“They talked completely about straight couples only”: How schools contribute to sexual violence among sexual and gender minority youth
This study examined contextual factors shaping sexual violence victimisation and perpetration among sexual and gender minority youth, with school playing a key role. Based on qualitative data from semi-structured interviews with 50 young people aged 14–26 years who self-reported sexual violence perpetration in the Growing Up with Media survey, the analysis demonstrates how schooling’s ‘hidden curriculum’ leaves sexual and gender minority youth ill-equipped to navigate the world of sexuality.
Challenging the Stereotypes: Unexpected Features of Sexual Exploitation among Homeless and Street-Involved Boys in Western Canada
Research about the sexual exploitation of homeless and street-involved boys is limited and often combined with that of girls. As aggregation can distort unique issues among genders which are exploited, this study provides information about the context of exploitation for homeless boys.
Fifteen-year trends in self-reported racism and link with health and well-being of African Canadian adolescents: a secondary data analysis
We assessed the prevalence and trends in racial discrimination among African Canadian adolescents in British Columbia. The association between racial discrimination and self-rated health, access to mental health services, substance use, suicidal thoughts and attempts, experience of extreme stress, among others were examined within the 2018 dataset.
Although lesbian, gay, bisexual and other sexual minority (LGB+) girls are more likely than heterosexual girls to be pregnant during adolescence, relevant pregnancy prevention programming is lacking. Girl2Girl appears to be associated with increases in pregnancy preventive behaviors for LGB+ girls, at least in the short-term. Comprehensive text messaging–based interventions could be used more widely to promote adolescent sexual health behaviors across the United States.
The link between LGBTQ-supportive communities, progressive political climate, and suicidality among sexual minority adolescents in Canada
Despite supportive structural changes to reduce stigma towards lesbian, gay, and bisexual, transgender, queer, and questioning (LGBTQ) Canadian residents, sexual minority youth still face disparities compared to heterosexual peers. We aimed to characterize LGBTQ-supportive environments and political climates, and examine their links to suicidal behavior among sexual minority adolescents in western Canada.
Reasons Lesbian and Bisexual Adolescent Girls Have or Might Have Sex with Females or Males: Implications for Discordance between Sexual Identity and Behaviors and for Prevention of Pregnancy and STIs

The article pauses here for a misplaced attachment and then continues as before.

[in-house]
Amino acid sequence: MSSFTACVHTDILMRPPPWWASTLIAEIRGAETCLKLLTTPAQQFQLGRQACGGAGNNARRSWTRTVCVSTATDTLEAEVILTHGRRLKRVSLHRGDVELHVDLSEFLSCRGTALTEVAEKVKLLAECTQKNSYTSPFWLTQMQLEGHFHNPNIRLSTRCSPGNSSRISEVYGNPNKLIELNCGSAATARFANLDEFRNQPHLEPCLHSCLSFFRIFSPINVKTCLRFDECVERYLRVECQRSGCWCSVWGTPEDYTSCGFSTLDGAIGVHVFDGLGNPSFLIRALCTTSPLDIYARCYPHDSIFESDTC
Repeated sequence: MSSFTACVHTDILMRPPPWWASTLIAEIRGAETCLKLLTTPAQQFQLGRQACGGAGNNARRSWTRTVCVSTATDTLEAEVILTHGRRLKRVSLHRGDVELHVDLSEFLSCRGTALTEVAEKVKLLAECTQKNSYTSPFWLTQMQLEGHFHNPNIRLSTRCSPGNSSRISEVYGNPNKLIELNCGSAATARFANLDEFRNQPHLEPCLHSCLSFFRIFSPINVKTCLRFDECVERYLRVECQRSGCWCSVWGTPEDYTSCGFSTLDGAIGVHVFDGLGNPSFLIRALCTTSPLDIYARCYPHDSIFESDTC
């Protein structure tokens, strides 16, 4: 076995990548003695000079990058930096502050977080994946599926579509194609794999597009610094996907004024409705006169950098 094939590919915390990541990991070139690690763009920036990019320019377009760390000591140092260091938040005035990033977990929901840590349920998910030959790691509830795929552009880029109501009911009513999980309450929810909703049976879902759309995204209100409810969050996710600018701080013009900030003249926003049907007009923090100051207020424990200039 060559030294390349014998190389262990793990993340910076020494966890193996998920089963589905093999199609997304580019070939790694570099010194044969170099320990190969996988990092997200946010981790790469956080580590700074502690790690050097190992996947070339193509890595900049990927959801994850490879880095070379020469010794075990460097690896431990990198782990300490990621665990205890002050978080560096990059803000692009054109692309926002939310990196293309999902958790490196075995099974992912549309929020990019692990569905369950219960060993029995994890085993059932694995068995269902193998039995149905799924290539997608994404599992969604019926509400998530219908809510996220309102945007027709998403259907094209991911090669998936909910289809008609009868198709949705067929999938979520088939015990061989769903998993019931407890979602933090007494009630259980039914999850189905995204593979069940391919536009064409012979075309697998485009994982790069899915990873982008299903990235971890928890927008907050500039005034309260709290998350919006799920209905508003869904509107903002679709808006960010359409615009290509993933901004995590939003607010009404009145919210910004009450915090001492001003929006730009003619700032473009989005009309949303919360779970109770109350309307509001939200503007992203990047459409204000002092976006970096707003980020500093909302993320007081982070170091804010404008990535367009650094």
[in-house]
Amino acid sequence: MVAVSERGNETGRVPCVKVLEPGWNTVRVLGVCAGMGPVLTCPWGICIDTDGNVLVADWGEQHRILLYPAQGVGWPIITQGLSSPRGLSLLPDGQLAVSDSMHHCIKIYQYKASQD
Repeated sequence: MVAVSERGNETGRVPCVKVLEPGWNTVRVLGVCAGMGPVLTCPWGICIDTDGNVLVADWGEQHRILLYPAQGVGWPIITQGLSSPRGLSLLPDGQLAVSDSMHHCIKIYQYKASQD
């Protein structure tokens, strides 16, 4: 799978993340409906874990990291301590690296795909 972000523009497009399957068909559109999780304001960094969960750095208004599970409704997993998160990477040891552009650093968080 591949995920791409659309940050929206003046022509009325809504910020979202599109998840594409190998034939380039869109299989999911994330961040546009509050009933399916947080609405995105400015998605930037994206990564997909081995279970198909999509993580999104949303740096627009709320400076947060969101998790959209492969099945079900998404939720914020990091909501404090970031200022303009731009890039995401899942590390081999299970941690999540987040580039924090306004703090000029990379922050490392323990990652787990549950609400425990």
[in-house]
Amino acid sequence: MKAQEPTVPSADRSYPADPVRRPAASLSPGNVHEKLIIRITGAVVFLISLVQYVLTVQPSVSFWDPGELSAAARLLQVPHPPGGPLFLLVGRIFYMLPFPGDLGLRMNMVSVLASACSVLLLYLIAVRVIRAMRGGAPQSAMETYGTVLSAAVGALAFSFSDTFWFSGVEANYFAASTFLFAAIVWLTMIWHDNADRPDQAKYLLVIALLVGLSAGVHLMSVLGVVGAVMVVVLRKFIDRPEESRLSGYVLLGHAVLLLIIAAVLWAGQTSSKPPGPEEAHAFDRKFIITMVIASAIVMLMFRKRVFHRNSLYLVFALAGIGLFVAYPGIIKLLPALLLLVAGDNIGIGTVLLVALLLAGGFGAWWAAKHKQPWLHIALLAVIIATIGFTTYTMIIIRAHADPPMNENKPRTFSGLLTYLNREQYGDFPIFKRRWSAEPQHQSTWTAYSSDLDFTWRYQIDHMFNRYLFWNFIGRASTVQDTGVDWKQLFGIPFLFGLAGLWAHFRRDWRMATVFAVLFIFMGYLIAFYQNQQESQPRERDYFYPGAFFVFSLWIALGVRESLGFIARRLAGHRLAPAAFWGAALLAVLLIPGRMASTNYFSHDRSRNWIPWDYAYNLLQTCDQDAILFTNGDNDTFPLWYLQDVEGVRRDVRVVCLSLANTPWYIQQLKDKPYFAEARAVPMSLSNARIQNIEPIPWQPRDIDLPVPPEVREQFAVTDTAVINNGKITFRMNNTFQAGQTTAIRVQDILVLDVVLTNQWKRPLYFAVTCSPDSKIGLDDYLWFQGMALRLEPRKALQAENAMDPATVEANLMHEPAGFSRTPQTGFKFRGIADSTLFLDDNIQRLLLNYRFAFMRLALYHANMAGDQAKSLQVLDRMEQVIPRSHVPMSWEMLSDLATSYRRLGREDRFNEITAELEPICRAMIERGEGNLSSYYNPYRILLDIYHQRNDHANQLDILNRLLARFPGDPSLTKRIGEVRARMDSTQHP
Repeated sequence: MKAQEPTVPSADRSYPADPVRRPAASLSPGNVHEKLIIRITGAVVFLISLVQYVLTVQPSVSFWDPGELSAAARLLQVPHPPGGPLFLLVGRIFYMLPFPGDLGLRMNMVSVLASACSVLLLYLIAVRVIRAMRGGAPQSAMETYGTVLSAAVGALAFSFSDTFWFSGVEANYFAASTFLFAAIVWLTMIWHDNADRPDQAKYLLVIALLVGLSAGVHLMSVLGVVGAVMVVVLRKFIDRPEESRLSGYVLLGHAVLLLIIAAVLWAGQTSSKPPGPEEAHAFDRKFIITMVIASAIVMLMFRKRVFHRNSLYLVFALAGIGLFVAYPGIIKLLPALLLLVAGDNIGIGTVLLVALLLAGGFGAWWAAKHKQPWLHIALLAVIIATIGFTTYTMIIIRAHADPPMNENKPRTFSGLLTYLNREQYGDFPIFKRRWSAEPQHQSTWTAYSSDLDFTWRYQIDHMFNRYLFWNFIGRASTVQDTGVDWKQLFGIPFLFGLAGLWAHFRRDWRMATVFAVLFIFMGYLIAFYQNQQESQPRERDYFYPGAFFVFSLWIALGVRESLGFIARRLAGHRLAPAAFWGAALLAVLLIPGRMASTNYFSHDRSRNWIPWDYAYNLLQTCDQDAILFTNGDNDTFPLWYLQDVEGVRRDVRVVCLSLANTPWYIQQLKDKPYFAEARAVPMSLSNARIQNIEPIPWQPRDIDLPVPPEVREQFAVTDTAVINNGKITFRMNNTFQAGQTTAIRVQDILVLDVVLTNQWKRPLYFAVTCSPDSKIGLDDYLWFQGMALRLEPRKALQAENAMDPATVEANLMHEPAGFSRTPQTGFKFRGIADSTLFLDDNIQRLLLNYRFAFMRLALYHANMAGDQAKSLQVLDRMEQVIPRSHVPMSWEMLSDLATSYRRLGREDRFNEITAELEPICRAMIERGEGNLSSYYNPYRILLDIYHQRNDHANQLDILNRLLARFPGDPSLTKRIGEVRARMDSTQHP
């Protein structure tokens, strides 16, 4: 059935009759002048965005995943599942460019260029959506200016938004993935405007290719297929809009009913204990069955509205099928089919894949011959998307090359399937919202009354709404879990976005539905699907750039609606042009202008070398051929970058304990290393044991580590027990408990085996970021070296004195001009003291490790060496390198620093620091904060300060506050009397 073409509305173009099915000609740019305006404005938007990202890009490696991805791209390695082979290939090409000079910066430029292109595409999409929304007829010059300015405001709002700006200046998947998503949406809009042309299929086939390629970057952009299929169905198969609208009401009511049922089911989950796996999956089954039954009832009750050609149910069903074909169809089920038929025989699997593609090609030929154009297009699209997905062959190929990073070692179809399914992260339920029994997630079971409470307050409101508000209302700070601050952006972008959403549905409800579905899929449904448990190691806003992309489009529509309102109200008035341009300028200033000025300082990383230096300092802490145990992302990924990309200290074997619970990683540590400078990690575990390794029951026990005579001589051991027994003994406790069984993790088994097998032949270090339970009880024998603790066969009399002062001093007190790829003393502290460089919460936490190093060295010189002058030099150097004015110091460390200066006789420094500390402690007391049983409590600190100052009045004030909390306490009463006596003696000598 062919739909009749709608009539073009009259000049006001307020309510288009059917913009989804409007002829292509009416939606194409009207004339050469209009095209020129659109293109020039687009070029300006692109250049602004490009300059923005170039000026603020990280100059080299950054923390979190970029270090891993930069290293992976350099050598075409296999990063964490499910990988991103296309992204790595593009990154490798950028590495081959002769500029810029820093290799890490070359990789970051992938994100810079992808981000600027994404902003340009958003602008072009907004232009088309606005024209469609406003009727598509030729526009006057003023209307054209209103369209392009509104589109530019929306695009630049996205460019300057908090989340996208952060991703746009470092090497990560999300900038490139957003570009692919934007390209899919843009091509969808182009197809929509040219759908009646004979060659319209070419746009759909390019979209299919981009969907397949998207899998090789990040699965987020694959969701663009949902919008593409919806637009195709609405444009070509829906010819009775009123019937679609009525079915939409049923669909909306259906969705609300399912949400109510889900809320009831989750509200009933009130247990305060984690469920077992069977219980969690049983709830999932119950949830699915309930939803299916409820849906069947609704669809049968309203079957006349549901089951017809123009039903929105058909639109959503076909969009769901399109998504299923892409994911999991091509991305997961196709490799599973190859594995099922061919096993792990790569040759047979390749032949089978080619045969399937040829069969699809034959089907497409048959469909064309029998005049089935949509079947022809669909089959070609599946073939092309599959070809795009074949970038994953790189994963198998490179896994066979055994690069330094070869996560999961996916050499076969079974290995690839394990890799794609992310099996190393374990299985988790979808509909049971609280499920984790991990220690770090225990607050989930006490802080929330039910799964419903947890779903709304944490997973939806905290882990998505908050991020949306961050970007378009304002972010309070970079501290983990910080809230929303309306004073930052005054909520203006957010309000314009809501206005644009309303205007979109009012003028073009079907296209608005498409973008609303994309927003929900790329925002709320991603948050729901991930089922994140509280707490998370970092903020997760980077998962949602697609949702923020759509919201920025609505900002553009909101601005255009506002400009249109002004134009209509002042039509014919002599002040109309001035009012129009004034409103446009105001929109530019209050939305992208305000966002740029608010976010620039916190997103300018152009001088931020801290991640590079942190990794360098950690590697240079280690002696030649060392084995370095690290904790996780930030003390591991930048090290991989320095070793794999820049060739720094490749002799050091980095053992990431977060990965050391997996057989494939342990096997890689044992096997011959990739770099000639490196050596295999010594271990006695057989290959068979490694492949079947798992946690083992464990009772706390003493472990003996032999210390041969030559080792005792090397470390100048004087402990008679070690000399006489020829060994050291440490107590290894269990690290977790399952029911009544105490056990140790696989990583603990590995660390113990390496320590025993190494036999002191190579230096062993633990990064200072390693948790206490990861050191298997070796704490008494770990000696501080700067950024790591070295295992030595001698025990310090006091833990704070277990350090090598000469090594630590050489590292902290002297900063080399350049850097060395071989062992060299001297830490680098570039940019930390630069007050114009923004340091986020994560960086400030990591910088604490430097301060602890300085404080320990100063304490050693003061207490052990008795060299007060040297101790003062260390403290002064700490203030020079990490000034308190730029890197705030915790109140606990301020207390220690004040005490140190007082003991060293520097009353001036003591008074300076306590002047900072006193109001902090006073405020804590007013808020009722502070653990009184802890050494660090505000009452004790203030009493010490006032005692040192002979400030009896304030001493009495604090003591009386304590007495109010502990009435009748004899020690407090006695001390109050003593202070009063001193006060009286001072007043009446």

We examined reasons lesbian and bisexual adolescent girls have sex or, if sexually inexperienced, might have sex with girls or boys, and the role of internalized homonegativity in these relations and among lesbians.
This paper foregrounds patient experiences with surgery readiness assessments to discuss the tensions, challenges and opportunities they generate. The narratives demonstrate how much variation exists among people’s experiences of readiness assessments for gender-affirming surgery.
In Chinese societies, such as those in Taiwan, Hong Kong, mainland China, Malaysia, and Singapore, same-sex sexual behaviors have been pathologized, resulting in increased minority stress among Chinese gay men (CGM). Therefore, we attempted to understand CGM’s potential clinical issues. Twelve CGM were interviewed and a basic interpretive qualitative methodology was used to analyze the […]
LGBQ Youth’s Experiences of General and Bias-Based Bullying Victimization: The Buffering Role of Supportive School and Community Environments
Lesbian, gay, bisexual, queer, and questioning (LGBQ) adolescents experience large disparities in an array of health problems and bullying experiences. Supportive LGBTQ community and school climates may protect LGBQ youth from general and bias-based bullying victimization.
Associations Between Community-Level LGBTQ-Supportive Factors and Substance Use Among Sexual Minority Adolescents
The availability of LGBTQ community-level organizations, events, and programs may serve as protective factors for substance use among sexual minority adolescents. In particular, LGBTQ-supportive community factors were negatively associated with substance use, which has important implications for our investment in community programs, laws, and organizations that advance the visibility and rights of LGBTQ people.